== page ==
20160728, 02:12  #1 
veganjoy
"Joey"
Nov 2015
Middle of Nowhere,AR
3·5·29 Posts 
Polynomial Problem
I'm in an Algebra II class, and the current topic is polynomials. I was working on a problem, but I have no idea where to begin.
Suppose \(f\) is a polynomial such that \(f(0)=47, f(1)=32, f(2)=13,\) and \(f(3)=16.\) What is the sum of the coefficients of \(f\)? Clearly, to find the sum of the coefficients, I need to find the function \(f\). I'm not sure how to find \(f\) given a set of points. One potential option I saw on the Internet was polynomial interpolation, but the Wikipedia article was very complicated. Is there a simpler explanation of this technique, if it is the right approach? If not, what is the right approach to this problem? Thanks! 
20160728, 04:14  #2 
Apr 2012
364_{10} Posts 
f(x)=a*x^4+b*x^3+c*x^2+d*x+47, since there are 4 roots assuming a single variable.
Substitute the root given for x in four separate equations then solve for the coefficients. Check all roots via substitution once the function is obtained then sum your coefficients. This is how I would start. Last fiddled with by jwaltos on 20160728 at 04:21 
20160728, 04:21  #3 
Jun 2003
2×3^{2}×269 Posts 

20160728, 04:24  #4 
"Curtis"
Feb 2005
Riverside, CA
17×271 Posts 
Why are there four roots? I see evidence for two. With 4 ordered pairs given, create a polynomial with four unknown coefficients, including the constant term. Since f(0) = 47, 47 is the constant term. That leaves three unknown coeffs in a cubic (degree 3).

20160728, 04:24  #5 
Apr 2012
2^{2}×7×13 Posts 
Probably, Jack Daniels, Jim Beam and Johnny Walker were all giving advice.

20160728, 04:43  #6 
"Antonio Key"
Sep 2011
UK
3^{2}×59 Posts 
Surely f(1) = 32 = the sum of the coefficients of f(x) for a polynomial of any degree, as all x^{n} = 1 so we are reduced to a_{n}*1 + a_{n1}*1 + a_{n2}*1 + ........ + a_{0} = 32

20160728, 05:27  #7 
Jun 2003
2·3^{2}·269 Posts 

20160728, 13:44  #8 
veganjoy
"Joey"
Nov 2015
Middle of Nowhere,AR
3·5·29 Posts 
I think I get the idea. So the polynomial must be of the form \(ax^3+bx^2+cx+d,\) since there are 4 given points, and one of them is the \(y\) intercept.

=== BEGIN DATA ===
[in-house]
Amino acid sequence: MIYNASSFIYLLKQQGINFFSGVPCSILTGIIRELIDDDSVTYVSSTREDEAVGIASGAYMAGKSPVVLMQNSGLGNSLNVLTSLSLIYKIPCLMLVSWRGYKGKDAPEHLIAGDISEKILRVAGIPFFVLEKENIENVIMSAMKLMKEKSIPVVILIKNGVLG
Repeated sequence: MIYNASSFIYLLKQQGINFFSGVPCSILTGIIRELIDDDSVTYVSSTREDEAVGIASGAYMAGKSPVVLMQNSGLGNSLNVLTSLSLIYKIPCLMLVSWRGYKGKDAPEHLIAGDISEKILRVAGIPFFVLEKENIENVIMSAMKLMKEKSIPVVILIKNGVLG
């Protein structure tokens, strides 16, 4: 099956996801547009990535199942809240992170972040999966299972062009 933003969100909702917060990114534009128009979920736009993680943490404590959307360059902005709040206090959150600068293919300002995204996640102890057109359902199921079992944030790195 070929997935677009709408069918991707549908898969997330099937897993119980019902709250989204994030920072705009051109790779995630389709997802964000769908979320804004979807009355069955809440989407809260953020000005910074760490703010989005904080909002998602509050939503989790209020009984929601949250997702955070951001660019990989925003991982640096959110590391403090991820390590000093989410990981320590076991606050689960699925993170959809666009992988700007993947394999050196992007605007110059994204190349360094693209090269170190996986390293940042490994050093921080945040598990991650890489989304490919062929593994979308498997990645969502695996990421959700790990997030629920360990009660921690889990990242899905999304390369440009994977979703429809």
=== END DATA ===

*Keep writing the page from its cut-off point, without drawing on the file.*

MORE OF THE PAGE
So if \(x=1,\) all of the \(x\) values stay the same since \(1\) to any power is \(1\). However, if \(f(1)=32,\) then that is \(a+b+c+47,\) so I would need to subtract \(47\) from \(a+b+c\) to get \(7\) as the answer. Either that or I overthought this problem. Last fiddled with by jvang on 20160728 at 13:47 
20160728, 17:08  #9 
(loop (#_fork))
Feb 2006
Cambridge, England
7×911 Posts 
Whatever the polynomial, f(1) is the sum of its coefficients. You weren't given the degree of the polynomial, because you don't need it.
(because if f(x) = sum a_i x^i, then f(1) = sum a_i because all the powers of 1 are 1) Equally f(1) is the alternating sum of its coefficients, so f(1)+f(1)/2 is the sum of the evennumbered coefficients. This turns into a root into Fourier analysis: think about $f(\omega)$ where $\omega$ is a root of unity. Last fiddled with by fivemack on 20160728 at 17:09 
20160729, 03:35  #10 
Romulan Interpreter
Jun 2011
Thailand
3×11×277 Posts 
@OP: Are you sure the problem asks for the coefficient's sum? As the problem is given, it is either tricky (because you only need to know f(1) and nothing else, no information about the degree is necessary, and the other 3 values given are futile) or either it wanted to ask for the sum of the roots. In this case, you need all 4 values, make s system with 4 equations and 4 variables, check if they are not linear (i.e. the system may not be independent, in such case a lowerdegree poly will fit) and/or use Vieta's formulas to get the sum.
Last fiddled with by LaurV on 20160729 at 03:36 Reason: link 
20160729, 14:46  #11 
Aug 2006
1011101001001_{2} Posts 

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